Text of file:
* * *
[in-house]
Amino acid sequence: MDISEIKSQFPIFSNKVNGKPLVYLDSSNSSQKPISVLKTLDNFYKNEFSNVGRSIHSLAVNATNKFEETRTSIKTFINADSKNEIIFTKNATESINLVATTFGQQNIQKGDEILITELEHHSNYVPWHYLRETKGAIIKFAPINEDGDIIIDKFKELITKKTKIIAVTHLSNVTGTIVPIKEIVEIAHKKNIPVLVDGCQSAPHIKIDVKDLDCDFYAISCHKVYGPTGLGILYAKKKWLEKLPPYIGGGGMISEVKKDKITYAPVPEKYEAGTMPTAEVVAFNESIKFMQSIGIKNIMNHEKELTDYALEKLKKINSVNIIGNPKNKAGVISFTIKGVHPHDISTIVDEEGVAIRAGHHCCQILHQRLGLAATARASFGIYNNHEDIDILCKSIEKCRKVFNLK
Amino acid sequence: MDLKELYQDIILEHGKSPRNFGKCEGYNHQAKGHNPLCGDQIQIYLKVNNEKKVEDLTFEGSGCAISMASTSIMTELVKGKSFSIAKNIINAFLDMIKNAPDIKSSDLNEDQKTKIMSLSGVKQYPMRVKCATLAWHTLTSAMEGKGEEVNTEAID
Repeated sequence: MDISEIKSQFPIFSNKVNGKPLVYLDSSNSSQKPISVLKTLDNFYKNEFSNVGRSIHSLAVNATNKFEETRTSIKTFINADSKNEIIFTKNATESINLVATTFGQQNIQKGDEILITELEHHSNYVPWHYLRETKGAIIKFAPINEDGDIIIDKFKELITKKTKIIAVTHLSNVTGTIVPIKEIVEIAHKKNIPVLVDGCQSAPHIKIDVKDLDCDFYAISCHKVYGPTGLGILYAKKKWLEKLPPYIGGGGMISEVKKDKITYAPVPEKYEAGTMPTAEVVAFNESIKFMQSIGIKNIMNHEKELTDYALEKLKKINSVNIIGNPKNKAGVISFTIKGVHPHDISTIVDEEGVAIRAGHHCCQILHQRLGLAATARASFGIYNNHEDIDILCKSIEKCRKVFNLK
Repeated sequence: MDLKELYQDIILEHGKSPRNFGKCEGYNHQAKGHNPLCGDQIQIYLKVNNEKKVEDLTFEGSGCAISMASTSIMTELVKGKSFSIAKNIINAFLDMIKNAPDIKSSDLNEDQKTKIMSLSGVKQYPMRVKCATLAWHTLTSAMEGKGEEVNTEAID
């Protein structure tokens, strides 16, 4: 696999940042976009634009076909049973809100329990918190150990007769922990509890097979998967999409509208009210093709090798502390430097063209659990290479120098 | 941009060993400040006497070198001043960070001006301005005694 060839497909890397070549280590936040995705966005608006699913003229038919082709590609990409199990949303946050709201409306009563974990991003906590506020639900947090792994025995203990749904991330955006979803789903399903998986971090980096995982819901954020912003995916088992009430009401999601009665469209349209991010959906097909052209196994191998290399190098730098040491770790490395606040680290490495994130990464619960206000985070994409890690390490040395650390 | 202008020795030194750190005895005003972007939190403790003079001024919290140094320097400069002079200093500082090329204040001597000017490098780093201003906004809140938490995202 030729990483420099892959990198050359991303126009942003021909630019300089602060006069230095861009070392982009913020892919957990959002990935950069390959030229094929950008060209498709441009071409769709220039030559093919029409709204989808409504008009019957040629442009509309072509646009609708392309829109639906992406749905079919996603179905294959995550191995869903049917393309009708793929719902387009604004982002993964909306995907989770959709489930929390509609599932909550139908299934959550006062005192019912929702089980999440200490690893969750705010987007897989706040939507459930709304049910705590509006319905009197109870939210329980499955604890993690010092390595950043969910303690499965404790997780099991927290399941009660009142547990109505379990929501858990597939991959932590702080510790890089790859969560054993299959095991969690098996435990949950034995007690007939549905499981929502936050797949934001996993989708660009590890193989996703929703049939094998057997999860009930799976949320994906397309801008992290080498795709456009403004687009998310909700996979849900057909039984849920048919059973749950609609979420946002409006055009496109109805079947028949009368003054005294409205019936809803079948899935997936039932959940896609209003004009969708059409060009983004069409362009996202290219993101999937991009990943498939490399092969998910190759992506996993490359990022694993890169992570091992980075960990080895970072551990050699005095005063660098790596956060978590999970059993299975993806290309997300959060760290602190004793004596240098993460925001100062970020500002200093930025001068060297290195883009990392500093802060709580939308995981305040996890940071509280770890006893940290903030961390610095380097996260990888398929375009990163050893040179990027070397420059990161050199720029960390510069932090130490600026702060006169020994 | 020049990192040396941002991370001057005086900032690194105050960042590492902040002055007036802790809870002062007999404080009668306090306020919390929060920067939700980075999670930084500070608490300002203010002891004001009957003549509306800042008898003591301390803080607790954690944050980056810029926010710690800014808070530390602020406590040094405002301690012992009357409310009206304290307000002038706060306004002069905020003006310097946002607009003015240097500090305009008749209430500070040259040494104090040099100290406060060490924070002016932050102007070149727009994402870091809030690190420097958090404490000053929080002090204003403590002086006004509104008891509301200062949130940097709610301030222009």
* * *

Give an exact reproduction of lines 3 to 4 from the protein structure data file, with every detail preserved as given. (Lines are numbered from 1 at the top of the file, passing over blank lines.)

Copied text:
Amino acid sequence: MDLKELYQDIILEHGKSPRNFGKCEGYNHQAKGHNPLCGDQIQIYLKVNNEKKVEDLTFEGSGCAISMASTSIMTELVKGKSFSIAKNIINAFLDMIKNAPDIKSSDLNEDQKTKIMSLSGVKQYPMRVKCATLAWHTLTSAMEGKGEEVNTEAID
Repeated sequence: MDISEIKSQFPIFSNKVNGKPLVYLDSSNSSQKPISVLKTLDNFYKNEFSNVGRSIHSLAVNATNKFEETRTSIKTFINADSKNEIIFTKNATESINLVATTFGQQNIQKGDEILITELEHHSNYVPWHYLRETKGAIIKFAPINEDGDIIIDKFKELITKKTKIIAVTHLSNVTGTIVPIKEIVEIAHKKNIPVLVDGCQSAPHIKIDVKDLDCDFYAISCHKVYGPTGLGILYAKKKWLEKLPPYIGGGGMISEVKKDKITYAPVPEKYEAGTMPTAEVVAFNESIKFMQSIGIKNIMNHEKELTDYALEKLKKINSVNIIGNPKNKAGVISFTIKGVHPHDISTIVDEEGVAIRAGHHCCQILHQRLGLAATARASFGIYNNHEDIDILCKSIEKCRKVFNLK